SWLA Garden Conference and Expo returns for 23rd year
Lake Charles, LA (KPLC) - The Southwest Louisiana Garden Conference and Expo at the Burton Complex is celebrating gardening with its 23rd annual conference, show and plant extravaganza.
The event features area, regional and interstate exhibitors along with vendors and master gardeners, and even a plant clinic.
“Wwe provide knowledge on all the vegetables in our stand while the other vendors do the same thing with their products,” said Master Gardener Mark Derese. “Everything related to the garden is here at the garden fest.”
“We bring anything from fruit-producing plants to ornamentals, bedding, seasonal, perennials, annuals, you name it, trees, shrubs,” said Tori Hebert of Good Earth Landscaping & Garden Shoppe.
Eventgoers could bring in sick plants to ask for tips and advice.
“People come in with questions about their garden or ornamental plants, and we do our best to explain what it is that’s the issue or, the majority of it is why is this plant dying,” said Kyndal Comeaux, 4H Agricultural and Natural Resource Agent. “And it’s probably because of that freeze we had about two weeks ago.”
Sporadic weather definitely plays a part in keeping plants alive and well.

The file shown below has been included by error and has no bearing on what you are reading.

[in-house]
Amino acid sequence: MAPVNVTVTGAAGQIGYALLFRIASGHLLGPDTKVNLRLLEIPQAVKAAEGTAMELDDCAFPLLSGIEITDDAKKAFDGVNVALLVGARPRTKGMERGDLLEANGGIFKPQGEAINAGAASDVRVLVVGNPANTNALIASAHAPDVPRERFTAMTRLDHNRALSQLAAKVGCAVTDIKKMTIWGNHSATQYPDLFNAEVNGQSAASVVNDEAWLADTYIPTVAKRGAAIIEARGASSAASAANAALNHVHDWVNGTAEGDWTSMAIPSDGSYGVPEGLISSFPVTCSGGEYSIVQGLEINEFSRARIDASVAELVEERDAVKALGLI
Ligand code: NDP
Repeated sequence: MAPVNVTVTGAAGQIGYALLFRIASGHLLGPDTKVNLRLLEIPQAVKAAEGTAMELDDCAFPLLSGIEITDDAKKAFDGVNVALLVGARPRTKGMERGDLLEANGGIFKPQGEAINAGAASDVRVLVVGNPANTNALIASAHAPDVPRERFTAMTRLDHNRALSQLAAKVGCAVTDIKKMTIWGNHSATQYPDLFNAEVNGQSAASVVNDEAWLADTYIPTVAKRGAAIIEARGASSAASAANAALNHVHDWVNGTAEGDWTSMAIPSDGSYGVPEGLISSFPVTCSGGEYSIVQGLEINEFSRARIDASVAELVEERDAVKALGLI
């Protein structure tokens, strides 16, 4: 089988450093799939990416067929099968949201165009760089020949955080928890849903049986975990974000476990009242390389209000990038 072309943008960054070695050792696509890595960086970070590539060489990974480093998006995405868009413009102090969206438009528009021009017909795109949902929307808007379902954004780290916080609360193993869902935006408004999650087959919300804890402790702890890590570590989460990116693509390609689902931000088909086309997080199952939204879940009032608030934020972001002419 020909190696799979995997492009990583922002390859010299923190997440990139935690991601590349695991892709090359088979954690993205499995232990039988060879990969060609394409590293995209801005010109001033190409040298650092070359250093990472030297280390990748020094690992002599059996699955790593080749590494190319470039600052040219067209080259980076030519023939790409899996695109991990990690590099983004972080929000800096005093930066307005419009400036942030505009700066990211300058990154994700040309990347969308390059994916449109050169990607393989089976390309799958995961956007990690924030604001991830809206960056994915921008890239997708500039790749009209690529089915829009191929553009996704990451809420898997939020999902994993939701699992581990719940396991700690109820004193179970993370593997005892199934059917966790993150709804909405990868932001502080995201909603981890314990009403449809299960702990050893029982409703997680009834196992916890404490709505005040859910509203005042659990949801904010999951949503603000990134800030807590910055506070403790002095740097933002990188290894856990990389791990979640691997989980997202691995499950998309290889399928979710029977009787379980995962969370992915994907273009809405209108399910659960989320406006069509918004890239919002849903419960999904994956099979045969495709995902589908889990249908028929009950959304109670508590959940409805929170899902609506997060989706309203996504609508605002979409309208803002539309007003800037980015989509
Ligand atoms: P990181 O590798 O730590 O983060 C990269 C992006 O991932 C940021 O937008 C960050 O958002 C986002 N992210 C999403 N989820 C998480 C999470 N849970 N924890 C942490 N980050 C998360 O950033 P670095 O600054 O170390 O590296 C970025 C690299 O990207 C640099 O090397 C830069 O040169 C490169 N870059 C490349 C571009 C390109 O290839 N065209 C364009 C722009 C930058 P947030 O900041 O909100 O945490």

“The freeze coupled with the wind damage produces a lot of injuries to the plants that maybe don’t show themselves for a few weeks just because plants are kind of resilient like that, but the frost and the wind damage does take its toll on a lot of things,” said Comeaux.
Some attendees learned how to protect their gardens and searched for some very specific ingredients.
“We wanted some information on growing cucumbers getting garden better controlling pests and maybe finding some pepper plants,” said Joey Pousson. “I grow peppers and make hot sauce, so I was looking for some exotic peppers, Trinidad scorpions, Carolina reapers, ghost peppers, chocolate habaneros.”
There were also educational seminars on how to protect plants from pests.
“The moth lays eggs inside of the stem of the squash, and so you have to do surgery to remove the moth because if the larva grows, it will cut off the water supply to the squash and then. it will kill your plant,” said Lynn Pousson.
The expo attracts over 3,000 garden lovers each year. It will continue Saturday from 9 a.m. to 5 p.m.
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